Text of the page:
Douglas Cakert shows the T-shirt for the very first Chuck’s 3-on-3 Basketball Tournament.

Sponsoring local sports leagues is another tradition at Robert’s Place. The bar has sponsored beach volleyball, soccer teams and for the last 15 or so years, has been hosting the annual Polar Bear Plunge on New Year’s Day that attracts thousands of revelers.

“Our bar is big enough for 75 of them,” Sutor said.

He explained how the bar came to support the 3-on-3.

Chuck Cakert was one of five siblings, including Buck and Denny, and sisters Barbara, who passed away a few years after Chuck, and Patty. They were close in age and all of them were athletic.

“We got to know the Cakert brothers and they became good friends,” Sutor said. “Their kids have done a phenomenal job organizing this tournament over the years. It takes a lot of work and has been wonderful for the whole area. There were some fine competitions through the years.”

Sutor, who has a towering presence, said, he played in the tournaments when he was younger, then his kids played and now his grandchildren are playing.

His granddaughter Kieran Brewster signed her team up on Monday.

“We’re sorry to see it go, but it’s time for the end,” Sutor said.

Douglas Cakert, who also played in the tournament as he was growing up, said it started with 20 teams in two divisions and grew to 80 teams in 10 divisions, including boys’ and girls’ student divisions from fifth to 12th grades, men’s, women’s, intermediate and over 40. This year’s tournament offers a “just for fun” category of alumni looking to re-live their youthful days on the court.

Although participation has waned a bit in the last several years, attendance is not the reason for calling it quits, he said.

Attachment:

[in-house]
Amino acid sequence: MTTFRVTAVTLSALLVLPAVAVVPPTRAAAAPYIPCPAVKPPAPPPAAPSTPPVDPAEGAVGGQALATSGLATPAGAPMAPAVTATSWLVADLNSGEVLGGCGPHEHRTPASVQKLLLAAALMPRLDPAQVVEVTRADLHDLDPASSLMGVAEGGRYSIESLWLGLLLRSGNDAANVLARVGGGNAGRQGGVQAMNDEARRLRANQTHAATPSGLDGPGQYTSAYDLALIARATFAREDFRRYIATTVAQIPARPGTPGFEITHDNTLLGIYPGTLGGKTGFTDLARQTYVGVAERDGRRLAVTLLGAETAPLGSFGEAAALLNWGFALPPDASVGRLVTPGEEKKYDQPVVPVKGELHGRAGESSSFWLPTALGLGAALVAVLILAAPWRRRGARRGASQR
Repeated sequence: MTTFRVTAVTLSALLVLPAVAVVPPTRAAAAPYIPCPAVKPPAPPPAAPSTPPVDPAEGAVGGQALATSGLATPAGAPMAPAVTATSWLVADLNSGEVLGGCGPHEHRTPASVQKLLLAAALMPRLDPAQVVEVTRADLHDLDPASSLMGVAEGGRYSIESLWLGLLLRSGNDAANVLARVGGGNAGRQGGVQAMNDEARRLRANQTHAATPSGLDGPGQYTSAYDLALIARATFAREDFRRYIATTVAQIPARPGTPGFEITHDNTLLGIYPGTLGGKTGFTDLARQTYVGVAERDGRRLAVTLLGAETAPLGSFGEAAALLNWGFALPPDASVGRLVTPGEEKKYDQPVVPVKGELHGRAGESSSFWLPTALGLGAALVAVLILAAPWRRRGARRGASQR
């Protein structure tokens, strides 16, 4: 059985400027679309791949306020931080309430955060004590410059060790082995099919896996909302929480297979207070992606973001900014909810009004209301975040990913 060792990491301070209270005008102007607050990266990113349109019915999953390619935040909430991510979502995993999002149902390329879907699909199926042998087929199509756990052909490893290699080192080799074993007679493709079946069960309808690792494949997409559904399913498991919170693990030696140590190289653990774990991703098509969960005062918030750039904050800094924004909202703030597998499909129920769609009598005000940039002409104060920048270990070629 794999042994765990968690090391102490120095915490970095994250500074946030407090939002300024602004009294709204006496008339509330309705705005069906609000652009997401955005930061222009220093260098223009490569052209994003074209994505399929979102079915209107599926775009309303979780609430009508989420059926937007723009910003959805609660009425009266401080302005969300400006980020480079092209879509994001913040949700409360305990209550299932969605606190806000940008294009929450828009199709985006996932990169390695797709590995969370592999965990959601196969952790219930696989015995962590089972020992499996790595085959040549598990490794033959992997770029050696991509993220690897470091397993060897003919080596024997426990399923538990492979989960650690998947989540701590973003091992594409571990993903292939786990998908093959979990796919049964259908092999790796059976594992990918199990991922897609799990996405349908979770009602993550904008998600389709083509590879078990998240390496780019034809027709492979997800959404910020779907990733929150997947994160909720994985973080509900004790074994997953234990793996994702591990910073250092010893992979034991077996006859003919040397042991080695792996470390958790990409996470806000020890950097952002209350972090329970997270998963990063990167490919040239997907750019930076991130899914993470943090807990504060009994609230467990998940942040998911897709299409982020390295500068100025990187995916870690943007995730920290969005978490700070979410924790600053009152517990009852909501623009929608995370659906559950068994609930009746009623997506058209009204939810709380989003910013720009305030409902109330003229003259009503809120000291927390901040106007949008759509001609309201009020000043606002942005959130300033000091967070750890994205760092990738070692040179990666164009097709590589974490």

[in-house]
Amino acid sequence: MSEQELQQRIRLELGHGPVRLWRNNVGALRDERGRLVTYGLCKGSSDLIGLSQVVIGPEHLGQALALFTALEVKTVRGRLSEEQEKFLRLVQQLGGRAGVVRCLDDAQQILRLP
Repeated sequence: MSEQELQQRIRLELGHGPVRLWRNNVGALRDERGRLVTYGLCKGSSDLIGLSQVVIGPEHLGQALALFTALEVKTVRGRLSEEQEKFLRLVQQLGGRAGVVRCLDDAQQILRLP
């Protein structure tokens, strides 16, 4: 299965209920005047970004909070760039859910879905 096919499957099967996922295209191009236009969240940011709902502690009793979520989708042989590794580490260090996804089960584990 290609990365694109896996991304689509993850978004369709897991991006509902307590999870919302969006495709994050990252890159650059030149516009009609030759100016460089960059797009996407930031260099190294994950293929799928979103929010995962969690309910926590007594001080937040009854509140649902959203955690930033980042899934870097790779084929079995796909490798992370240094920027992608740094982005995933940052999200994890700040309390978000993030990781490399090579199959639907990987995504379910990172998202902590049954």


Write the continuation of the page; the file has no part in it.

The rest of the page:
“Some people are upset it’s going away, but my cousin Jon – he’s Chuck’s son – who helps to run it lives in Virginia and is expecting his second child soon,” Douglas Cakert said. “After 30 years, we had a good run. We might do it again someday, but for now, we’re taking a break.”

Buck Cakert said they wanted to go out when they were still at the top of their game.

“We saw the handwriting on the wall and didn’t want it to peter out, and wanted to go out on a high note,” he said.

This year’s T-shirt replicates the first.

Although it really wasn’t a fund-raising event and the Cakerts and Sutors just wanted to cover expenses, any proceeds from the tournament over the years supported Ventnor Recreation programs over the years.

“We helped fix up the Suffolk Avenue court, bought equipment for Little League, got jackets for the Ventnor City Pirates after they won the state football championship in 2000 and sponsored scholarships for children who couldn’t afford to pay for the traveling teams,” Douglas Cakert said. “We were very happy to be able to do that.”

Any remaining funds will be used to “help Ventnor Rec spruce up whatever needs to be done to improve the court,” he said.

Christine Brewster signs a waiver for her daughter Kieran to play in the tournament.

On Thursday, July 12, the Board of Commissioners approved the organization’s request to memorialize the tournament by placing decals on the backboards at the Suffolk Avenue court.  There will be a small gathering of family and friends Friday night to dedicate the new backboards.

The schedule for this year’s tournament will be finalized on Wednesday morning. Anyone interested in putting a team together can download a registration form at and bring the registration fee to TC Financial Management Co. on the corner of Atlantic and Essex avenues in Margate, next door to Robert’s Place.

Categories: Downbeach

Nanette LoBiondo Galloway

Award winning journalist covering news, events and people of Atlantic County for more than 20 years.